(Beirut) – The families of two former opposition presidential candidates in Iran who have been under house arrest since 2011 say that authorities have denied adequate care to the former opposition members despite their deteriorating health, Human Rights Watch said today.
The former candidates, Mehdi Karroubi and Mir Hossein Mousavi, and Zahra Rahnavard, an author and activist who is Mousavi’s wife, have been under house arrest in Tehran since February 2011. Iranian authorities should immediately provide them with unrestricted access to adequate health care.
“Iranian officials have deprived Mousavi, Karroubi, and Rahnavard of their most basic rights for more than six years, all without a judicial order or even the pretense of due process,” said Sarah Leah Whitson, Middle East director at Human Rights Watch. “Iran’s authorities should stop denying Mousavi and Karroubi the care they need, grant immediate access to a specialist medical facility, and end their house arrest.”
On July 24, 2017, Mohammad Taghi Karroubi, Karroubi’s son, posted on Twitter that his father had been transferred to a hospital in Tehran after suffering an abnormally low heart rate. On July 28, Mohammad Taghi Karroubi confirmed in correspondence with Human Rights Watch that Intelligence Ministry officials had ordered Karroubi’s transfer back to his house the day before, against Karroubi’s doctors’ advice.
On July 28, Karroubi’s family wrote an open letter published in several Persian-language media outlets stating that Karroubi had suffered from a serious heart issue the day after he was moved back to his house. On July 30, Hossein Karroubi, another of Karroubi’s four sons, reported that authorities transferred his father back to a hospital in Tehran, where he is being treated.
Mohammad Taghi Karroubi told BBC Persian that the authorities’ treatment over the last several years has instilled fear among his family that the “Ministry of Intelligence has appointed someone to the case who sees ending these detainees’ lives as his duty.” The family has said they hold President Hassan Rouhani responsible for Karroubi’s wellbeing.
On July 26, the Kalameh, a pro-reform news website, reported that according to Mousavi’s daughters, Zahra and Narges, the former presidential candidate and prime minister is suffering from high blood pressure, dizziness, and chronic kidney problems. On July 27 and 28, Zahra and Narges Mousavi posted on their Twitter accounts that they have not been able to get any information on their father’s medical condition since their visit with him on July 25.
Several members of parliament, including Mahdmoudi Sadegh and Elias Hazari from Tehran, reported that they have tried to visit Karroubi in the hospital but that authorities have denied them permission.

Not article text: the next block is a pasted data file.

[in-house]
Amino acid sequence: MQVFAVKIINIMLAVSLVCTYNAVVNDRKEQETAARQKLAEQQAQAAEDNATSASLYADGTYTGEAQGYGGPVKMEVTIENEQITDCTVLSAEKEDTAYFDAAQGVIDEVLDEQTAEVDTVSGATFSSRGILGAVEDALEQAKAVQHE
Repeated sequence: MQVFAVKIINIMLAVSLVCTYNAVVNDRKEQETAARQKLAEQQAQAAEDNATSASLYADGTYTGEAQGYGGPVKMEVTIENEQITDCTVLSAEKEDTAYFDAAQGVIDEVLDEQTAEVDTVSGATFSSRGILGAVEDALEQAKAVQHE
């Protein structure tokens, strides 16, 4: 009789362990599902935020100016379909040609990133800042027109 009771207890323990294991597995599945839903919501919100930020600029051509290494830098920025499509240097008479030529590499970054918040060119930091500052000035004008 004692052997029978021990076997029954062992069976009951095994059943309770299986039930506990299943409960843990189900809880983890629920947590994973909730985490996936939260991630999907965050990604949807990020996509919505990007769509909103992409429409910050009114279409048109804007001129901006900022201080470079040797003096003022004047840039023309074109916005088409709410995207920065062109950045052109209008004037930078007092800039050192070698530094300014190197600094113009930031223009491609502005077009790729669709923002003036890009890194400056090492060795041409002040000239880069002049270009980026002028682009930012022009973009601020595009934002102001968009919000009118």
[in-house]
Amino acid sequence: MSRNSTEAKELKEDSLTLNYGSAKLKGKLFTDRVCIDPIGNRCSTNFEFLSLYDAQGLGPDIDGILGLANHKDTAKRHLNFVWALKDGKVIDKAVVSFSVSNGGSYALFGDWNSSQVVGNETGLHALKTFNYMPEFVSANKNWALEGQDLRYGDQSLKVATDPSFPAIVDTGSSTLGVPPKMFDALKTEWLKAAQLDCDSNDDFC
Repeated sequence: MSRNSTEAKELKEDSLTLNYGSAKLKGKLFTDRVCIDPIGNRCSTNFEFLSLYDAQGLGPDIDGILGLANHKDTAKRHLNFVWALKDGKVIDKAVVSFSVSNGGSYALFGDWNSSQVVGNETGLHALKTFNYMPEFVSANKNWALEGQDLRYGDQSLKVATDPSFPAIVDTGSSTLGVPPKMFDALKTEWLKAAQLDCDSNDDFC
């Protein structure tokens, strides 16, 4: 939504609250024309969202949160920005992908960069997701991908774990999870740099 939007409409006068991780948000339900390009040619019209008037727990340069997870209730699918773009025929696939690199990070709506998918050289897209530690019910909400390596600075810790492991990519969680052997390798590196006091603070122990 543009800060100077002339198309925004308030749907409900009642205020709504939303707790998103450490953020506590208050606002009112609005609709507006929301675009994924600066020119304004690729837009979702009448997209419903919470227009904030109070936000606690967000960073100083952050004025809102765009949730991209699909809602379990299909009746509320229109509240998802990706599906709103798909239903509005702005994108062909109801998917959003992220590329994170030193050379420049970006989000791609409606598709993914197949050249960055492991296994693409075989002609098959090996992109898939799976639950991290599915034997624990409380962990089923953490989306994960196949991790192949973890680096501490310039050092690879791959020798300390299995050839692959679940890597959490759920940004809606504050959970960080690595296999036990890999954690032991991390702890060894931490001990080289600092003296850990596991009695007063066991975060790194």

Officials placed the two former presidential candidates and their wives, Zahra Rahnavard and Fatemeh Karroubi, under house arrest on February 14, 2011, in response to the opposition figures’ call for demonstrations in support of popular uprisings across the Middle East. While the authorities have released Fatemeh Karroubi, the other three remain detained. During six-and-a-half years of detention, officials have regularly deprived Mousavi and Karroubi from receiving the regular check-ups doctors had recommended for serious medical conditions.
Iranian officials, including Iran’s judiciary, have failed to provide any legal justification for the opposition figures’ continuing arbitrary detention. President Rouhani promised during his 2013 presidential campaign to lift the former candidates’ house arrest, but has not, and there is little available information about his efforts, if any, to free them.
Ali Motahari, a parliament member from Tehran who has repeatedly protested the house arrest in his speeches, said several times that the Supreme Leader, Ayatollah Ali Khamenei, is in favor of continuing the house arrest.
In August 2012, the United Nations Working Group on Arbitrary Detention, a body of five independent experts acting under the UN Human Rights Council, issued an opinion that the detentions are “arbitrary (and thus prohibited),” and recommended that the Iranian government release the detainees immediately and compensate them for their wrongful imprisonment.
Human Rights Watch has repeatedly called on Iran’s authorities, including Rouhani, to push for the release of the opposition figures and give them adequate access to medical care.
“As President Rouhani begins his second term on August 5, he should demonstrate that he takes his promises to his fellow citizens for more rights and legal protections seriously,” Whitson said. “A good place to start would be to free Mehdi Karroubi, Mir Hossein, and Zahra Rahnavard from house arrest and to see that they get the health care they need.”
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